Ladyrebecca's Musings and Ramblings

The Increasingly Political Thoughts of Rebecca (Becky) Walker

The Homeschool Family. *snap* *snap* May 9, 2008

Filed under: Anecdotal,educational,Home Schooling — Addicted to Yarn @ 7:25 am
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Okay, before I get to the exciting pictures, I have to share this video my sister-in-law posted on her site. This is absolutely hilarious. And as she says, “This very funny video highlighting some great homeschool stereotypes.” Without further ado, here it is…

 

Aaaaahhhhh February 28, 2008

You know, it is just amazing to me what a good night’s sleep will do. Life is so much more handleable today. We are supposed to have “abundant sunshine” today so we should be able to play at the park after Story Time. Tuesday was raining, last Thursday was raining and we were sick the Tuesday before that and the Thursday before that our friends weren’t able to stay and play. So, after three weeks of trying, Brodie and Jael and Isaac might actually get to play at the park together.

I am so glad that we have decided to home school Jael. Brodie just turned two. Isaac is about a year and a half. Jael can play fine with them. There is a little girl at play group who is a year older than Jael and she can play just fine with her. We went to one of Israel’s co-worker’s son’s birthday party a week ago and she played fine with the six and seven year olds. Yay for not being peer stratified!

I read an article last night about a teacher who has been verbally abusing the children in her class, calling them stupid and mean and threatening them. One of her students came to class with a tape recorder in her backpack. The student’s mother had put it there because she was concerned that the teacher might not be acting in an all together healthy manner. The mom’s fears were not unfounded. When presented with this information, the school board admitted that they’d had to discipline this teacher the year before for slapping a four-year old child. The discipline consisted of, get a load of this, one day suspension without pay.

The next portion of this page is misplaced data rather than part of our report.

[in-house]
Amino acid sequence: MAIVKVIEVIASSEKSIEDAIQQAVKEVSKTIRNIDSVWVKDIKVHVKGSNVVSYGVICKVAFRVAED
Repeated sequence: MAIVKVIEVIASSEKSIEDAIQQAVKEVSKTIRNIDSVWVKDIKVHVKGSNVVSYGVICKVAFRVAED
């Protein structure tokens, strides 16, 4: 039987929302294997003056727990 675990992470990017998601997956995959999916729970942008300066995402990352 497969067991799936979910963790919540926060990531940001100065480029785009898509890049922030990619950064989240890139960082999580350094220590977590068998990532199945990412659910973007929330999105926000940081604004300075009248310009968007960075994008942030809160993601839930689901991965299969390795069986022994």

*GASP*

A whole day with no pay! You mean, she took a day off and didn’t get paid for it? The horror!

Seriously though, there are a ton of problems with this situation. I’m going to start with the slapping because if that had been handled correctly, this second story wouldn’t have happened. The teacher should have been ordered to attend intesive thearapy and if she was unwilling than she should have been fired. My husband and I believe physical punishment has a place in a parent’s discipline regime. However, we don’t slap her. Slapping is a reaction and not discipline. We don’t ever spank her when we are angry. We don’t discipline based on how we feel about her behavior. We discipline because she has disobeyed and must be taught that there are consequences to disobedience. Slapping is reactive and is not thought out. So, not only was the teacher disciplining in a way reserved only for the child’s parents (corporal punishment), she was doing it badly.

Four year olds should not be in school. I’m an ardent supporter of homeschooling and we’ve started some with our four year old but only as much as she’s enthusiastic about. We’re considering not starting formal education with her until she’s about eight based on research showing that kids who don’t start formal schooling until 8 but are allowed to explore their world and learn through play, catch up with their conventionally schooled peers within six to twelve months. The “late starters” have better social and creative skills than their more heavily schooled peers.